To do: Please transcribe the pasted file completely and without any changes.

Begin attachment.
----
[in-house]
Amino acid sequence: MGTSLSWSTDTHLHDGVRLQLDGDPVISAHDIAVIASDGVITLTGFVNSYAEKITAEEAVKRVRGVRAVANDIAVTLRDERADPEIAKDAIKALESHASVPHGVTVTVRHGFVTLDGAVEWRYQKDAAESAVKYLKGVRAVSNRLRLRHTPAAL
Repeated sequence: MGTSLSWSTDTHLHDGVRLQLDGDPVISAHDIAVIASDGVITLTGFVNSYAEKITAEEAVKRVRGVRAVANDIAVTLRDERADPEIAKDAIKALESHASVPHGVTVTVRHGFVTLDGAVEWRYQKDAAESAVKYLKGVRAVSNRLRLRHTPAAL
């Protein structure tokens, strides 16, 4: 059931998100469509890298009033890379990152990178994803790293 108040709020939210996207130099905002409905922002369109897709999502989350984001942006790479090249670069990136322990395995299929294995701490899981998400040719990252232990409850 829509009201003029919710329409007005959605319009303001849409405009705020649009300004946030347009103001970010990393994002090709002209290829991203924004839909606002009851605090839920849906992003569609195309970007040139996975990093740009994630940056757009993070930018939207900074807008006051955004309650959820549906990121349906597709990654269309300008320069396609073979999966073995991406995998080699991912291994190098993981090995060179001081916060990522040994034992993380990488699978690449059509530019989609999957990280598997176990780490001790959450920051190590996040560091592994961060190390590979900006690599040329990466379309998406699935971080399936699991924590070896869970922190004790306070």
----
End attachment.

[in-house]
Amino acid sequence: MGTSLSWSTDTHLHDGVRLQLDGDPVISAHDIAVIASDGVITLTGFVNSYAEKITAEEAVKRVRGVRAVANDIAVTLRDERADPEIAKDAIKALESHASVPHGVTVTVRHGFVTLDGAVEWRYQKDAAESAVKYLKGVRAVSNRLRLRHTPAAL
Repeated sequence: MGTSLSWSTDTHLHDGVRLQLDGDPVISAHDIAVIASDGVITLTGFVNSYAEKITAEEAVKRVRGVRAVANDIAVTLRDERADPEIAKDAIKALESHASVPHGVTVTVRHGFVTLDGAVEWRYQKDAAESAVKYLKGVRAVSNRLRLRHTPAAL
């Protein structure tokens, strides 16, 4: 059931998100469509890298009033890379990152990178994803790293 108040709020939210996207130099905002409905922002369109897709999502989350984001942006790479090249670069990136322990395995299929294995701490899981998400040719990252232990409850 829509009201003029919710329409007005959605319009303001849409405009705020649009300004946030347009103001970010990393994002090709002209290829991203924004839909606002009851605090839920849906992003569609195309970007040139996975990093740009994630940056757009993070930018939207900074807008006051955004309650959820549906990121349906597709990654269309300008320069396609073979999966073995991406995998080699991912291994190098993981090995060179001081916060990522040994034992993380990488699978690449059509530019989609999957990280598997176990780490001790959450920051190590996040560091592994961060190390590979900006690599040329990466379309998406699935971080399936699991924590070896869970922190004790306070």